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By A.J. Roan
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Hot or cold, Li-S batteries can take it

Newest chemistry for lithium-sulfur battery from UC San Diego Metal Tech News – July 13, 2022

 

Last updated 7/12/2022 at 3:02pm

A prototype lithium-sulfur battery inside a freezer at minus 40 degrees C and F.

University of San Diego Jacobs School of Engineering

A prototype lithium-sulfur battery undergoing testing within an icy freezer as cold as minus 40 degrees Fahrenheit.

Engineers at the University of California San Diego have developed something many of the most extreme temperate locations in the world have long been waiting for, batteries that perform well in freezing cold and scorching hot weather while maintaining high capacity.

Described in a paper published in "Proceedings of the National Academy of Sciences," UC San Diego researchers were able to accomplish the feat of weatherized batteries by developing an electrolyte that is not only versatile and robust throughout a wide temperature range but is also compatible with high-energy anodes and cathodes.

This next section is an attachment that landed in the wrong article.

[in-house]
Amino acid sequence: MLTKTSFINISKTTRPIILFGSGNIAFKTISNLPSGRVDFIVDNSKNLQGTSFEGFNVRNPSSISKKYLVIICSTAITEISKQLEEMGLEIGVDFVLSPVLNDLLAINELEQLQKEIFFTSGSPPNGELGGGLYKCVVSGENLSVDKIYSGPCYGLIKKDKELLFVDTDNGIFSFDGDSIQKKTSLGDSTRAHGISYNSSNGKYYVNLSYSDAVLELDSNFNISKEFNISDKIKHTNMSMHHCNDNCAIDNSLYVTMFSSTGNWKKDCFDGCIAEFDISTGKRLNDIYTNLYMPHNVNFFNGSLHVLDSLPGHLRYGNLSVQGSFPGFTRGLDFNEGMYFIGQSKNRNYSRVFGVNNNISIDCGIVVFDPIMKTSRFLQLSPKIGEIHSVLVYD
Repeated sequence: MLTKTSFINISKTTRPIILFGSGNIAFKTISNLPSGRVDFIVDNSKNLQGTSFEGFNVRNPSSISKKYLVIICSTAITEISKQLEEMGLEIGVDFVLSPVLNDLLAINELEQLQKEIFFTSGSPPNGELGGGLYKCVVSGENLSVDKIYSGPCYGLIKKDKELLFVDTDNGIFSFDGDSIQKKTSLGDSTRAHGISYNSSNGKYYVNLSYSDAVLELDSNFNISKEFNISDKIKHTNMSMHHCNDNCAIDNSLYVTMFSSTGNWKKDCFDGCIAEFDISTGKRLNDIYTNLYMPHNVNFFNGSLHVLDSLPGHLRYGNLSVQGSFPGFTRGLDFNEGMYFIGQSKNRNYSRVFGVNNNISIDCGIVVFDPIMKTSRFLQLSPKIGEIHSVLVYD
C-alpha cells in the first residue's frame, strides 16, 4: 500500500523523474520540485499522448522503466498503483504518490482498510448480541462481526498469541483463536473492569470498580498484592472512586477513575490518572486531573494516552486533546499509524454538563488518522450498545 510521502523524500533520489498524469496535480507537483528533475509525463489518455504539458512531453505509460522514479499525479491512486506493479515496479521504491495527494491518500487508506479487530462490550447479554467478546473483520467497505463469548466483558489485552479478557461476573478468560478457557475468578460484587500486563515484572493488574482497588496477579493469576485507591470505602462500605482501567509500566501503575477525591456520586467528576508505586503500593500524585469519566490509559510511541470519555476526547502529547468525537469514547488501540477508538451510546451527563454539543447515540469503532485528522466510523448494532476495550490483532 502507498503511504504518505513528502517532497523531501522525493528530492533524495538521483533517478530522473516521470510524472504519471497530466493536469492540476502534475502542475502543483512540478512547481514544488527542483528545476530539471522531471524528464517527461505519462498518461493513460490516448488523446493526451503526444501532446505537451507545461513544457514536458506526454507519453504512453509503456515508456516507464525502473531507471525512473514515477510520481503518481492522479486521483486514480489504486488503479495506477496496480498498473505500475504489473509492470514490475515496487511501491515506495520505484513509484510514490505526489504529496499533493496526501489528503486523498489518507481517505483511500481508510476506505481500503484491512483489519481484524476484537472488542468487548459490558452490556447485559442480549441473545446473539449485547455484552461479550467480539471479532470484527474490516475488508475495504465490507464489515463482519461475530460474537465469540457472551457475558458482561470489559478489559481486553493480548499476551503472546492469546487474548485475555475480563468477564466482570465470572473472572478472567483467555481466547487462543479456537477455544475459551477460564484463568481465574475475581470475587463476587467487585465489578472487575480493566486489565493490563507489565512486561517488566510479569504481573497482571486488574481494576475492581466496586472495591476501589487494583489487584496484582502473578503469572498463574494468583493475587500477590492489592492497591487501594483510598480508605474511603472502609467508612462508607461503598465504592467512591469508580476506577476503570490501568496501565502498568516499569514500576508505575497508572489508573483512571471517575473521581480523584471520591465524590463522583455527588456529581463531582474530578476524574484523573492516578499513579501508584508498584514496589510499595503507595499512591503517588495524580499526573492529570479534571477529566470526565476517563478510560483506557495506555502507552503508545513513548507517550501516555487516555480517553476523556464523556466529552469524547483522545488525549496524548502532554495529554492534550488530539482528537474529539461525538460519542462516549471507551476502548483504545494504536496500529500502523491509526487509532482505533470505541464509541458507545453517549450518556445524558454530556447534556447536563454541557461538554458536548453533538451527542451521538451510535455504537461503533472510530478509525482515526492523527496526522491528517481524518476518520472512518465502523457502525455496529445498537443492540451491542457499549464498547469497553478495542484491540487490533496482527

"You need high temperature operation in areas where the ambient temperature can reach the triple digits and the roads get even hotter," said Zheng Chen, a professor of nanoengineering at the UC San Diego Jacobs School of Engineering and senior author of the study. "In electric vehicles, the battery packs are typically under the floor, close to these hot roads."

With these batteries, it could allow EVs in cold climates as well, enabling them to travel farther on a single charge, and as anyone in colder weather knows, cold and stored electricity do not mix.

As an added benefit, lithium-sulfur batteries could also reduce the need for cooling systems to keep EV battery packs from overheating in hot climates.

"Also, batteries warm up just from having a current run through during operation," continued Chen. "If the batteries cannot tolerate this warmup at high temperature, their performance will quickly degrade."

In tests, the proof-of-concept batteries retained 87% and 115.9% of their energy capacity at minus 40 and 50 degrees Celsius (minus 40 and 122 degrees Fahrenheit), respectively. They also had high Coulombic efficiencies of 98.2% and 98.7% at these temperatures, respectively, meaning the batteries could undergo more charge and discharge cycles before they would stop working.

The batteries that the team developed are both cold and heat tolerant, thanks to an innovative new electrolyte. Made from a liquid solution of dibutyl ether mixed with lithium salt, a special feature of dibutyl ether is that its molecules bind weakly to lithium ions. In other words, the electrolyte molecules can easily let go of lithium ions as the battery runs – like ionic grease.

Additionally, dibutyl ether can easily take even higher heat because it stays liquid at high temperatures with a boiling point of 141 degrees Celsius (286 degrees Fahrenheit).